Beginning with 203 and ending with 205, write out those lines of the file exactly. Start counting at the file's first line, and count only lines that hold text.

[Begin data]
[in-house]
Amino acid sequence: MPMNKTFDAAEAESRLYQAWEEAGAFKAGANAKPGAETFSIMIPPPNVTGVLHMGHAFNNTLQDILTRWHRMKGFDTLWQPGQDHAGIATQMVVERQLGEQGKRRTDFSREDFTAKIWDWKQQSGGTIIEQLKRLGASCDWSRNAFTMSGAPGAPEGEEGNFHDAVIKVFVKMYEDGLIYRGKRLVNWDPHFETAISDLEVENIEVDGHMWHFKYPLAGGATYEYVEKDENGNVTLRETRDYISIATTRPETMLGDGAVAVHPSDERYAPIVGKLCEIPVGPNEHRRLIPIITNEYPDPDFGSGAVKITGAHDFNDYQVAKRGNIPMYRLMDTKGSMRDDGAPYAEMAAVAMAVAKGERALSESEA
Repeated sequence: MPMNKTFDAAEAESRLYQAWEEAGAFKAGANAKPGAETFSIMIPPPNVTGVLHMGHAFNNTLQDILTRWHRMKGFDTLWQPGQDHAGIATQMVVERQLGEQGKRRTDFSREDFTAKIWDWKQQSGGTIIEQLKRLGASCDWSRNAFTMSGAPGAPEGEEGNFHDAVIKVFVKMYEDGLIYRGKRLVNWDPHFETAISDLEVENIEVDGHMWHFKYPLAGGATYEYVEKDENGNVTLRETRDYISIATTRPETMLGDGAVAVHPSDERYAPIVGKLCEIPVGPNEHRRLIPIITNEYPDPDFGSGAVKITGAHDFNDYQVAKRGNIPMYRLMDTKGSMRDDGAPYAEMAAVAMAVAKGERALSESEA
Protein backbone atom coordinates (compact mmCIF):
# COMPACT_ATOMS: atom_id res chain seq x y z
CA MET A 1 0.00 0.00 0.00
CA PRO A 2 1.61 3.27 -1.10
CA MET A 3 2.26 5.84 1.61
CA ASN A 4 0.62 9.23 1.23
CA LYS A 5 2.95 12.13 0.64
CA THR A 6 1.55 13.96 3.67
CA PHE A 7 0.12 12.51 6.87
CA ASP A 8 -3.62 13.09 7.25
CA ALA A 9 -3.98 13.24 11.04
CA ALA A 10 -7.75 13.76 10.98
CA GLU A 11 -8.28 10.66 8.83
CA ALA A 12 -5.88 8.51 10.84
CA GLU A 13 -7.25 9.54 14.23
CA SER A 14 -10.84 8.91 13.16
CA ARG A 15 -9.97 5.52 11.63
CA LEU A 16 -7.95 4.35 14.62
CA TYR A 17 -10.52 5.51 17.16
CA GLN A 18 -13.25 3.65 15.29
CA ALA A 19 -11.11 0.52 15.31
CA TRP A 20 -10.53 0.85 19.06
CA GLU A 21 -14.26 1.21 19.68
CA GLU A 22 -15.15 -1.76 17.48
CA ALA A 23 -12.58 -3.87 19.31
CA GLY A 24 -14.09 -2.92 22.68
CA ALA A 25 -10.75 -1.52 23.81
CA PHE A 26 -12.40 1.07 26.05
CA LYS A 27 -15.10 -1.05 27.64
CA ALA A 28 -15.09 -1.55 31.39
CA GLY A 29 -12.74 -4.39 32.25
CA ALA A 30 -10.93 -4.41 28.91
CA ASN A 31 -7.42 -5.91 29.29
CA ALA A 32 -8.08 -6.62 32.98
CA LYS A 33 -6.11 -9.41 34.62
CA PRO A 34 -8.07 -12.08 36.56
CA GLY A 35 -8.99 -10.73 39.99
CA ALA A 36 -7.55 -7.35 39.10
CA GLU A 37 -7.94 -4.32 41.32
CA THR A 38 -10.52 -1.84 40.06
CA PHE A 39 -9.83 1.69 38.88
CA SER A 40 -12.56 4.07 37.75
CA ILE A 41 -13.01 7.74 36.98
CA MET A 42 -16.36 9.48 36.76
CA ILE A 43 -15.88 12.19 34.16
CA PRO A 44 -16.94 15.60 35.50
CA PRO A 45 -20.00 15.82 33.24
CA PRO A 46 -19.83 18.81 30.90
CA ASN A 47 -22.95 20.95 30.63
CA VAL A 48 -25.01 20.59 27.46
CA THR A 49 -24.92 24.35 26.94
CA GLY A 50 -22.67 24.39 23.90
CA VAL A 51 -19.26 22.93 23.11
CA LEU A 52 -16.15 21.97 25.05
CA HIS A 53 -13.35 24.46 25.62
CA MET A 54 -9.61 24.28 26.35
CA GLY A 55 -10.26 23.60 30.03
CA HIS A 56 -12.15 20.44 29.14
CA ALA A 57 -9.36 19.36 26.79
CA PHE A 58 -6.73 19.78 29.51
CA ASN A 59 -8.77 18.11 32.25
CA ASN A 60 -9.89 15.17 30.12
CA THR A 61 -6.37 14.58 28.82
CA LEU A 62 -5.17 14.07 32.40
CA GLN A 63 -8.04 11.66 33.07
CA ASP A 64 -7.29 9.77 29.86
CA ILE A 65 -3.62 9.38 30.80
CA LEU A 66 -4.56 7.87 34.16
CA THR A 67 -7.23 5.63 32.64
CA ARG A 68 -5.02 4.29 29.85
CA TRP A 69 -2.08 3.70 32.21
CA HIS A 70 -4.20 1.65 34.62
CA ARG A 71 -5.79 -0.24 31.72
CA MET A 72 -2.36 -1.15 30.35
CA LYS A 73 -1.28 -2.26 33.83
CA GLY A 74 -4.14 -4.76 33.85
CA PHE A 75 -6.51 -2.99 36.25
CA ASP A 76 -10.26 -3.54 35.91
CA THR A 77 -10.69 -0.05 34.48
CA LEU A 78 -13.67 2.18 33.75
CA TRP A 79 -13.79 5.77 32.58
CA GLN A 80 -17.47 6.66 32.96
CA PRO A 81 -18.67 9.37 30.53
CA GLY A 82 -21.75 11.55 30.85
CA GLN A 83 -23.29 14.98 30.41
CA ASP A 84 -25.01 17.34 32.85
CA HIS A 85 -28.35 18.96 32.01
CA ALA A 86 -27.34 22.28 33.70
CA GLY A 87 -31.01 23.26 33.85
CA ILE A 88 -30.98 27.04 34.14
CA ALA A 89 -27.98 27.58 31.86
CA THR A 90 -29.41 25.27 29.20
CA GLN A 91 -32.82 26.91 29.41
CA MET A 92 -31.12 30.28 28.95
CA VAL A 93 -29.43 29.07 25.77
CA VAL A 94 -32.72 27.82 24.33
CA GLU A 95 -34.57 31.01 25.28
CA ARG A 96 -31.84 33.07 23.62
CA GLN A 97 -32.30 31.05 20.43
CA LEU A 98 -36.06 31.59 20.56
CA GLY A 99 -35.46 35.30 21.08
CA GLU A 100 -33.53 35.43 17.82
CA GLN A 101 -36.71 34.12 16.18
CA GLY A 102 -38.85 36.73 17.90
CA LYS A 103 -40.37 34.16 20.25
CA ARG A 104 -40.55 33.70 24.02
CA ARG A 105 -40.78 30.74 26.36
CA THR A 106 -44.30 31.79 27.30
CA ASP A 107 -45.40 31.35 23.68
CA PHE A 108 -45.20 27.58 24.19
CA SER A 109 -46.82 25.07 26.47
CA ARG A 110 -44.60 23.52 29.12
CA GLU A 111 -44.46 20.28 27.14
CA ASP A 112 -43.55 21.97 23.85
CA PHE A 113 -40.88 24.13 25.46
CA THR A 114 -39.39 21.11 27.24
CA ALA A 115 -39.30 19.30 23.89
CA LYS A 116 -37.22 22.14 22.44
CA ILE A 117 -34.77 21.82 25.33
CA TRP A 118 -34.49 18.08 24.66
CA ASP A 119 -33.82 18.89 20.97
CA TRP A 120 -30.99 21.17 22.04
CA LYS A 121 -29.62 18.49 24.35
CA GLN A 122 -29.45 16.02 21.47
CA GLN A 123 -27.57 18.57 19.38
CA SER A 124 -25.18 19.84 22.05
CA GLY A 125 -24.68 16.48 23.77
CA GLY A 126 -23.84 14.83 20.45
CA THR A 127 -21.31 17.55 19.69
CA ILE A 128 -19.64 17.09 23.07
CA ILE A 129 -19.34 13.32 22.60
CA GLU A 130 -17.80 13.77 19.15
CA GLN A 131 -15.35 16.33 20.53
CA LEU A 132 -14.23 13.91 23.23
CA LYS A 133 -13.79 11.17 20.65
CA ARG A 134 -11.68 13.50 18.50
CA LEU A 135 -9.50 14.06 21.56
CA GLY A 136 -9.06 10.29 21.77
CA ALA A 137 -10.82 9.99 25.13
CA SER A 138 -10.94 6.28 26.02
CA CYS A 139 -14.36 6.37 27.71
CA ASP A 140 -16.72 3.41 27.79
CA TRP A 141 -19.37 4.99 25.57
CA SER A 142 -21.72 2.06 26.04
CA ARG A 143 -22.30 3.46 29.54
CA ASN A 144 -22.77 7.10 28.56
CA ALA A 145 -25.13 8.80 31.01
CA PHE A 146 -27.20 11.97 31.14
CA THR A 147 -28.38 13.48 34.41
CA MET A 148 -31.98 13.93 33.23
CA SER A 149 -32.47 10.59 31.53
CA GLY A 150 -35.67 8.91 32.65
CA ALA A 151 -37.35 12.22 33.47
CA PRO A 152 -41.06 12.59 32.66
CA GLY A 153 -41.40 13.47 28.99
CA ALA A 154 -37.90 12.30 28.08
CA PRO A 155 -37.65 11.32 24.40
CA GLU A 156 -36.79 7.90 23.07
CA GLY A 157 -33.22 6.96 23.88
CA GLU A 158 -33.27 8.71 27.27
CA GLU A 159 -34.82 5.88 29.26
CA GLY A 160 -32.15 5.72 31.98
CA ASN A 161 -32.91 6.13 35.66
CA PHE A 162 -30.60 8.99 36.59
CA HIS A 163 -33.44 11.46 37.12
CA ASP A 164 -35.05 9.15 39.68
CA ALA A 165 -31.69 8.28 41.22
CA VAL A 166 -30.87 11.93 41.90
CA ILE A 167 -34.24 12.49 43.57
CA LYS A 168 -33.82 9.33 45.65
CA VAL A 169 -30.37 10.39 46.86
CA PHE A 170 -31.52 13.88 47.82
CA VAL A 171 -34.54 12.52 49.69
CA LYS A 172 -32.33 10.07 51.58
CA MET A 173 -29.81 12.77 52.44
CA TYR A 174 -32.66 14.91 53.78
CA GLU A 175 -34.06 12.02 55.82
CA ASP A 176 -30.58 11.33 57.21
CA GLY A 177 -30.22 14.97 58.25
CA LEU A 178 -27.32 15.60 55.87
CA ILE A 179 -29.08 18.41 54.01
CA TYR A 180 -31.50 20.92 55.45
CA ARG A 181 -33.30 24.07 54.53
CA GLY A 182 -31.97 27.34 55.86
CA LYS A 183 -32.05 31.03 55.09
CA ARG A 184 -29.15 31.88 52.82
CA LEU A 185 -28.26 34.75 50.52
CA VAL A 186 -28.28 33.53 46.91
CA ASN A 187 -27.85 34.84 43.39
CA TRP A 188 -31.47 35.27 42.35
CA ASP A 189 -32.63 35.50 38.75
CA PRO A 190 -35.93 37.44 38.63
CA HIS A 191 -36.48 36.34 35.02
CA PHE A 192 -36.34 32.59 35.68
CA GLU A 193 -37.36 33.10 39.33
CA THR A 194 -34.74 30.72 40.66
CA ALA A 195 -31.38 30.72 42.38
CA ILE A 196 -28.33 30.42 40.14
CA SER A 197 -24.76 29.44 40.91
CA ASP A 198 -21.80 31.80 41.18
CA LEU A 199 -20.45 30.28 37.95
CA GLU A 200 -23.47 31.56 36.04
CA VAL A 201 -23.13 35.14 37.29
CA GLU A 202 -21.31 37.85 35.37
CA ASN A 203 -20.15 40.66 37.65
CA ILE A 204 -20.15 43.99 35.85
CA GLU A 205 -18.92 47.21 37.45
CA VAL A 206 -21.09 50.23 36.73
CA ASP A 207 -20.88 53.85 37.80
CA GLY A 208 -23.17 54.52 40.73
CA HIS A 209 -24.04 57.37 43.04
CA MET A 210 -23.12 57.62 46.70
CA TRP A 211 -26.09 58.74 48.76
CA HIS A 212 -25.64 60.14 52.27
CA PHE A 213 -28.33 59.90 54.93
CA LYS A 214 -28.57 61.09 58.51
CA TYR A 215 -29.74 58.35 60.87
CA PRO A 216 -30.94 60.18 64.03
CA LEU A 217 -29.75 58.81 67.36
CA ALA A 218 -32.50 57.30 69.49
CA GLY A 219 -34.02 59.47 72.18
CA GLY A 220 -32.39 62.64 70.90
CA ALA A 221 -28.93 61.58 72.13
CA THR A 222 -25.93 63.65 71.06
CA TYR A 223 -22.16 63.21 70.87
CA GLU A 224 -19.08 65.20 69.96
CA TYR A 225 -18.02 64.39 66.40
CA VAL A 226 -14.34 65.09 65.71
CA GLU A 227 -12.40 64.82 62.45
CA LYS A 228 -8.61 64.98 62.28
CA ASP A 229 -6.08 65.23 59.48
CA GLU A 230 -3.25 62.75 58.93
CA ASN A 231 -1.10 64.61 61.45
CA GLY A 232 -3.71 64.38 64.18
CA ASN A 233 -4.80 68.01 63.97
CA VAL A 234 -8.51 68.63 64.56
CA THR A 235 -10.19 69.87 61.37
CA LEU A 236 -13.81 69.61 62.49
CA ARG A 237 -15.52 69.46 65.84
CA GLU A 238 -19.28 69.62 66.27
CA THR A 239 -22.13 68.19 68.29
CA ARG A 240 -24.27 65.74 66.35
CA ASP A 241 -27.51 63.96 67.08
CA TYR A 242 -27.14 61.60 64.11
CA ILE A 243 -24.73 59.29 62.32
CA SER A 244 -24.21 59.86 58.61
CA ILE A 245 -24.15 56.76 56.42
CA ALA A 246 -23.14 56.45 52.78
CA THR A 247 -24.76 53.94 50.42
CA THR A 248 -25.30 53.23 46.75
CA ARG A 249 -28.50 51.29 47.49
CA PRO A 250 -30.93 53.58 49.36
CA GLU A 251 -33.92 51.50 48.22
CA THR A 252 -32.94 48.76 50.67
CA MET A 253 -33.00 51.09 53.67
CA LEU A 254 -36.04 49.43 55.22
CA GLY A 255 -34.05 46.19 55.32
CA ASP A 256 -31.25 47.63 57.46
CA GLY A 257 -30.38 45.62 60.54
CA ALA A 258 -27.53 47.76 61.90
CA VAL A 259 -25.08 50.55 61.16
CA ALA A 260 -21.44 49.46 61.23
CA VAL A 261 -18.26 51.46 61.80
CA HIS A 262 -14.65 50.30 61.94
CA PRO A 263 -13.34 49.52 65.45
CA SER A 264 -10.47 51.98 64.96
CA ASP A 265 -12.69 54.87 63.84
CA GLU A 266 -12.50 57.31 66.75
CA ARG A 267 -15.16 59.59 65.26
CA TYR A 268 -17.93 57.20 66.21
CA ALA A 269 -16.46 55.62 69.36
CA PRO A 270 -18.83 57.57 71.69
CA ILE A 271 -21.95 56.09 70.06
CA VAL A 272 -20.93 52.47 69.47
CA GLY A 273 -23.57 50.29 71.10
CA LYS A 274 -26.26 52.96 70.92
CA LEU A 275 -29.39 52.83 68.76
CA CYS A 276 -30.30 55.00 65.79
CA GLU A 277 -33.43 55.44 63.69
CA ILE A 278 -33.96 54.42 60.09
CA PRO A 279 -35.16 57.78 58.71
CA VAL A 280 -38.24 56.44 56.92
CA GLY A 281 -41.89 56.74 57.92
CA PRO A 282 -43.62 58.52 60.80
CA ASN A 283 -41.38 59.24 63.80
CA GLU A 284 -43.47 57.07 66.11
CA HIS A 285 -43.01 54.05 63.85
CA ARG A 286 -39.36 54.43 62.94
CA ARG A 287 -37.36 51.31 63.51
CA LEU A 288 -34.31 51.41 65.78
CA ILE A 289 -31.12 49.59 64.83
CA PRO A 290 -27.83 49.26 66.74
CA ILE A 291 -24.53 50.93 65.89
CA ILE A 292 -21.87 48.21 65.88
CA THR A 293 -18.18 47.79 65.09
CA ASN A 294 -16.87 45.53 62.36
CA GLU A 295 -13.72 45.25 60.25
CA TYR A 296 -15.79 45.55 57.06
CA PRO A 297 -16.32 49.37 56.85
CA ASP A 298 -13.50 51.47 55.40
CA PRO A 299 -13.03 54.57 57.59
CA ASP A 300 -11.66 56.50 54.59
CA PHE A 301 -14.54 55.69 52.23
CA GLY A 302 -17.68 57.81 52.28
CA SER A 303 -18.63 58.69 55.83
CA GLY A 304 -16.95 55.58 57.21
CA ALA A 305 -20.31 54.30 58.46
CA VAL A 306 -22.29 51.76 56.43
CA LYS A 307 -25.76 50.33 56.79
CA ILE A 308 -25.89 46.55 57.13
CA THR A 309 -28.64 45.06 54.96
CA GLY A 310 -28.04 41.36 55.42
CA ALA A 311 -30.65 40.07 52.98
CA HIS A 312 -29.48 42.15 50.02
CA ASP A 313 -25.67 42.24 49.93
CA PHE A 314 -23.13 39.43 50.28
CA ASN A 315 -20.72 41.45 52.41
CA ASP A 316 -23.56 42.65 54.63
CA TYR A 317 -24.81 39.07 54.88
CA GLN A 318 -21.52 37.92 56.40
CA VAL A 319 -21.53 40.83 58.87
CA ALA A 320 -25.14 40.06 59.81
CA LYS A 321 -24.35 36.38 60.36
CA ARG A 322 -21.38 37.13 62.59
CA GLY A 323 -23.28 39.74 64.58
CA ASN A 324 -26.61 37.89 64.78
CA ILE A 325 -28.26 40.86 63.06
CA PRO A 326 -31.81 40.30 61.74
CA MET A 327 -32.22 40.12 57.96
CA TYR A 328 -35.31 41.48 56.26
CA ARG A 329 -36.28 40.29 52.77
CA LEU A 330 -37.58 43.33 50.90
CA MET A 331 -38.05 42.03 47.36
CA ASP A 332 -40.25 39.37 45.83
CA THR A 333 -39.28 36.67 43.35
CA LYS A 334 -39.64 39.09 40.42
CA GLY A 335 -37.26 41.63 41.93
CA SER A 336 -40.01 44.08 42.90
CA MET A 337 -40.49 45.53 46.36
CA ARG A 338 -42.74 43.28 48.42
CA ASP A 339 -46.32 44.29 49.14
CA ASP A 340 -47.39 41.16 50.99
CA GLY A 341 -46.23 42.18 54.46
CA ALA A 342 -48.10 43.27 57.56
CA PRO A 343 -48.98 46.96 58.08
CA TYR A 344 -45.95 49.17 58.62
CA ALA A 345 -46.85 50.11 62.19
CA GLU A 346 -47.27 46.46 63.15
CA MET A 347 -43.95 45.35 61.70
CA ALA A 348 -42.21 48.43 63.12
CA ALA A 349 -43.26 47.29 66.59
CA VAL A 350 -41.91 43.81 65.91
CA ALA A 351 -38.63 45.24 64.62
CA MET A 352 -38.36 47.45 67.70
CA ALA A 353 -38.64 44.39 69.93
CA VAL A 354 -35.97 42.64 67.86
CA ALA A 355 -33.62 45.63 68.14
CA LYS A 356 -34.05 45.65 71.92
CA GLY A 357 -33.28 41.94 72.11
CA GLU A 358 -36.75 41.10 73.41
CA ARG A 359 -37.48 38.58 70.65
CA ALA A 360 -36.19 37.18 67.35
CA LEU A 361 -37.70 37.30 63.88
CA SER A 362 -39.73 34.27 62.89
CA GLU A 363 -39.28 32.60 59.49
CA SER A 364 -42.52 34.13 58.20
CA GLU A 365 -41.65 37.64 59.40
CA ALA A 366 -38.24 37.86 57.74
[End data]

CA ASP A 198 -21.80 31.80 41.18
CA LEU A 199 -20.45 30.28 37.95
CA GLU A 200 -23.47 31.56 36.04